I walked all over Tokyo, browsed China town and busy streets in Yokohama, went through some temples in Kamakura, visited a nice shrine in Odawara, rode trains, cable cars and ropeways up the mountains around Hakone, and explored the Jogasaki coast and rode a cable car to the top of the volcanic Mt. Omuro.
Izu and the Jogasaki Coast
Two days ago I explored Hakone and came south, down the east coast of the Izu Peninsula to Ito city. I stayed in a hostel inside an old wooden building and met a group of Americans going to visit a friend, and an Austrian man who recommended the Jogasaki Coast. I had no idea what was there. He said, “There’s a lighthouse. It’s nice.” I rode the train along the coast south to Futo and was greeted by a spectacular view of Oshima Island in the distant sea. I walked among the houses down to the coast. I was stunned by the view. The shore is made of huge rocks where there is beach (if you can call big rocks a beach), and where the isn’t beach sheer cliffs of black rock jut out into the sea where they are pounded by waves. In the distant past, nearby Mt. Omuro erupted and sent lava down toward the sea, which formed the Izu Kogen (Izu Highland) and the cliffs at Jogasaki. I climbed along the rocks until I got to a small harbor where boats were moored and dozens of divers were milling about, wearing wetsuits and fiddling with oxygen tanks. Families were out enjoying the ocean scenery, and a sightseeing boat came in to dock. I kept on and came to a cove where the waves broke spectacularly along the sharp rocks. Sometimes the waves were calm and rolled in and out without much fuss, and sometimes they swelled to frightening heights and blasted up over the rocks. I watched the waves come in and out.
A suspension bridge connected two bluffs. It was full of tourists. I crossed and climbed a lighthouse, from which I could see Oshima in the ocean, the Jogasaki Coast stretching away on both sides, and Mt. Omuro behind on the peninsula. I made up my mind to go to Omuro and took a bus up into the highlands. I rode a little cable car up Mt. Omuro. I’d never seen anything like that mountain, except maybe Mt. Aso in Kyushu that I couldn’t climb because of the poisonous gases in the crater. Mt. Omuro is a treeless dome covered in swaying green grass with a volcanic crater (inactive, I think) in the center, in which people practice archery. From a distance, the slope looks quite gentle, and Mt. Omuro is nicknamed “the breast of Izu.” However, the slope is severe, so it takes a cable car to get to the top. An unbelievable panorama awaited above. Down on the coast I could see the tiny lighthouse, and Oshima in the sea. I could see the peninsula south of Kamakura, and the Manazuru Peninsula closer to Izu. The land quickly turned to mountains behind the cities on the coast. Behind the mountains, standing a head taller than the rest and stuck in the clouds, was Mt. Fuji. That Mt. Fuji is so much taller than the surrounding mountains, I had never realized. Unfolded before me was the real world I had been studying on maps for the last two weeks. I thought, So, Japan looks like this.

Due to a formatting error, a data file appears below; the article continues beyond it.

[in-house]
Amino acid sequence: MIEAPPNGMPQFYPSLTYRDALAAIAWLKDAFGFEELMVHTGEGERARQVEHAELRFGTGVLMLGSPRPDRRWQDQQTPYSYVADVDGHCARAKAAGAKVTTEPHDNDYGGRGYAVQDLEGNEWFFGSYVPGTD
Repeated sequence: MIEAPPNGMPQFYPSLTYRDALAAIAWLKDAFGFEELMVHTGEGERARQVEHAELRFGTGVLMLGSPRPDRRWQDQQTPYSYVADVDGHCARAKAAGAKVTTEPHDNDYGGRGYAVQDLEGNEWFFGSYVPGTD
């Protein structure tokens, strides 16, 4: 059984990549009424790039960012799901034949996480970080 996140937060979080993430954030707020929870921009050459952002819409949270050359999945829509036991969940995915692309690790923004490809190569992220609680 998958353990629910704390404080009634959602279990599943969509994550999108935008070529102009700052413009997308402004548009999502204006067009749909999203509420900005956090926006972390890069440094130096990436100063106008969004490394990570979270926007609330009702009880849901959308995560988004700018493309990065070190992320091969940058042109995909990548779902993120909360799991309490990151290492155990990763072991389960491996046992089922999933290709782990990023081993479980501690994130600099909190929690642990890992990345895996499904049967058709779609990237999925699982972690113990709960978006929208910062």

Takaha Shugyo haiku
On a sign on the mountaintop were several haiku about Mt. Omuro by Takaha Shugyo. One was inscribed in stone. (Please excuse my translation.)
where the sun drips
– Takaha Shugyo (1930- )
The other two poems are below. (With pitiful translations. I have no idea what to call 草いきれ in English.)
Taller than I am
Vast green and
Soon to be pierced
– Takaha Shugyo (1930- )
Back in Ito city, there were fireworks.